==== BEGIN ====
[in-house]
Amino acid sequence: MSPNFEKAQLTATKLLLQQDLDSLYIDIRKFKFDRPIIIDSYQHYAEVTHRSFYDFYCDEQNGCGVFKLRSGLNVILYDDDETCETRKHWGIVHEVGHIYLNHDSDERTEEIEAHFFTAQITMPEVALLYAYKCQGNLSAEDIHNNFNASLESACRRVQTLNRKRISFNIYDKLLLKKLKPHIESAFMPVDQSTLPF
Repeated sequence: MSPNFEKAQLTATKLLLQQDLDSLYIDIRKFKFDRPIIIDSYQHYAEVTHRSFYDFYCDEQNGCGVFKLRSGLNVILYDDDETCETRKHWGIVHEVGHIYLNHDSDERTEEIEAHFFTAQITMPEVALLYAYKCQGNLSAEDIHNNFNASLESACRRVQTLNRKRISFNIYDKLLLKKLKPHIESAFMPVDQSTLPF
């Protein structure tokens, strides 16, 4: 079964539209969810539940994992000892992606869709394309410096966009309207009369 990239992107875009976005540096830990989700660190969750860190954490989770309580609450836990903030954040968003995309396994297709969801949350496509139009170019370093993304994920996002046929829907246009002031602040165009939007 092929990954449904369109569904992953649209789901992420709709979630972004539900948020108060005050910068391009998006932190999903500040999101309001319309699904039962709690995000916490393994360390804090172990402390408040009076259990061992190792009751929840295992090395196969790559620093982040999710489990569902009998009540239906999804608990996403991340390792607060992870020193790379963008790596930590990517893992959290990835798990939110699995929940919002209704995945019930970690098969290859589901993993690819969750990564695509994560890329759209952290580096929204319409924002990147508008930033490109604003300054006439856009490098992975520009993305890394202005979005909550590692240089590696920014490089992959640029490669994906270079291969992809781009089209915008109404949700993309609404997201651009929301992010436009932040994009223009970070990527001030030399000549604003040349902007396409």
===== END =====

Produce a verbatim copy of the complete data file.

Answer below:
[in-house]
Amino acid sequence: MSPNFEKAQLTATKLLLQQDLDSLYIDIRKFKFDRPIIIDSYQHYAEVTHRSFYDFYCDEQNGCGVFKLRSGLNVILYDDDETCETRKHWGIVHEVGHIYLNHDSDERTEEIEAHFFTAQITMPEVALLYAYKCQGNLSAEDIHNNFNASLESACRRVQTLNRKRISFNIYDKLLLKKLKPHIESAFMPVDQSTLPF
Repeated sequence: MSPNFEKAQLTATKLLLQQDLDSLYIDIRKFKFDRPIIIDSYQHYAEVTHRSFYDFYCDEQNGCGVFKLRSGLNVILYDDDETCETRKHWGIVHEVGHIYLNHDSDERTEEIEAHFFTAQITMPEVALLYAYKCQGNLSAEDIHNNFNASLESACRRVQTLNRKRISFNIYDKLLLKKLKPHIESAFMPVDQSTLPF
């Protein structure tokens, strides 16, 4: 079964539209969810539940994992000892992606869709394309410096966009309207009369 990239992107875009976005540096830990989700660190969750860190954490989770309580609450836990903030954040968003995309396994297709969801949350496509139009170019370093993304994920996002046929829907246009002031602040165009939007 092929990954449904369109569904992953649209789901992420709709979630972004539900948020108060005050910068391009998006932190999903500040999101309001319309699904039962709690995000916490393994360390804090172990402390408040009076259990061992190792009751929840295992090395196969790559620093982040999710489990569902009998009540239906999804608990996403991340390792607060992870020193790379963008790596930590990517893992959290990835798990939110699995929940919002209704995945019930970690098969290859589901993993690819969750990564695509994560890329759209952290580096929204319409924002990147508008930033490109604003300054006439856009490098992975520009993305890394202005979005909550590692240089590696920014490089992959640029490669994906270079291969992809781009089209915008109404949700993309609404997201651009929301992010436009932040994009223009970070990527001030030399000549604003040349902007396409």